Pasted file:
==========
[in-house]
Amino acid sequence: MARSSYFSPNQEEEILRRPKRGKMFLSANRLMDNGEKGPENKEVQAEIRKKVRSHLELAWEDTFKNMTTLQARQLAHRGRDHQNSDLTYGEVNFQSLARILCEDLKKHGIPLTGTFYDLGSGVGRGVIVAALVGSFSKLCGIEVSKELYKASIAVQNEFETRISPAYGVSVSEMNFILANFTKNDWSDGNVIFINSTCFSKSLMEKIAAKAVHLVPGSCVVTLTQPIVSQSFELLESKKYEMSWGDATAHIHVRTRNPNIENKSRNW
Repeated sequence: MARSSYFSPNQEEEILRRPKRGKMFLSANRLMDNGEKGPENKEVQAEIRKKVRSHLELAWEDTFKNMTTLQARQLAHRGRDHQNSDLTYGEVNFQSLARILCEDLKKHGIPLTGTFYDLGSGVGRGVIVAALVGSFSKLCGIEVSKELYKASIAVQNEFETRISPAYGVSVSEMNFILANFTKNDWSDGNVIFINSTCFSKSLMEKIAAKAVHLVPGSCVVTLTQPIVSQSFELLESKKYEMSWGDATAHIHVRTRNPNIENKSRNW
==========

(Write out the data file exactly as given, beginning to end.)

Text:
[in-house]
Amino acid sequence: MARSSYFSPNQEEEILRRPKRGKMFLSANRLMDNGEKGPENKEVQAEIRKKVRSHLELAWEDTFKNMTTLQARQLAHRGRDHQNSDLTYGEVNFQSLARILCEDLKKHGIPLTGTFYDLGSGVGRGVIVAALVGSFSKLCGIEVSKELYKASIAVQNEFETRISPAYGVSVSEMNFILANFTKNDWSDGNVIFINSTCFSKSLMEKIAAKAVHLVPGSCVVTLTQPIVSQSFELLESKKYEMSWGDATAHIHVRTRNPNIENKSRNW
Repeated sequence: MARSSYFSPNQEEEILRRPKRGKMFLSANRLMDNGEKGPENKEVQAEIRKKVRSHLELAWEDTFKNMTTLQARQLAHRGRDHQNSDLTYGEVNFQSLARILCEDLKKHGIPLTGTFYDLGSGVGRGVIVAALVGSFSKLCGIEVSKELYKASIAVQNEFETRISPAYGVSVSEMNFILANFTKNDWSDGNVIFINSTCFSKSLMEKIAAKAVHLVPGSCVVTLTQPIVSQSFELLESKKYEMSWGDATAHIHVRTRNPNIENKSRNW